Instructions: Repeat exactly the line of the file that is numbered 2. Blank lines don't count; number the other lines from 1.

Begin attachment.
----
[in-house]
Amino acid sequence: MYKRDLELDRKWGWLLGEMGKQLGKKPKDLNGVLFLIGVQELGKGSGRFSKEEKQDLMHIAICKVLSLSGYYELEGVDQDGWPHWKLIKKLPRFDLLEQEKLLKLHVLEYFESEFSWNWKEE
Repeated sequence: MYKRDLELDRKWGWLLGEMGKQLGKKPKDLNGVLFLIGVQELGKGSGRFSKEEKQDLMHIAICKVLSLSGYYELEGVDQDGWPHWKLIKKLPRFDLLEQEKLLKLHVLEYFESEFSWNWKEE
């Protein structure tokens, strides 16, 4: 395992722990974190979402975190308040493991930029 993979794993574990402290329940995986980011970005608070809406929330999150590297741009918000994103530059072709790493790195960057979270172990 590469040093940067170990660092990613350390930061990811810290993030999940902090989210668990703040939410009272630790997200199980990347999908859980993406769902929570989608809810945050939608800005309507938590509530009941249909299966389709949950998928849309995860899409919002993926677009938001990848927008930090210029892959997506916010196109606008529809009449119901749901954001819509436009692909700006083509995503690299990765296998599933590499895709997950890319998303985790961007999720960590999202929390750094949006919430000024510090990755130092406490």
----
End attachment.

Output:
Amino acid sequence: MYKRDLELDRKWGWLLGEMGKQLGKKPKDLNGVLFLIGVQELGKGSGRFSKEEKQDLMHIAICKVLSLSGYYELEGVDQDGWPHWKLIKKLPRFDLLEQEKLLKLHVLEYFESEFSWNWKEE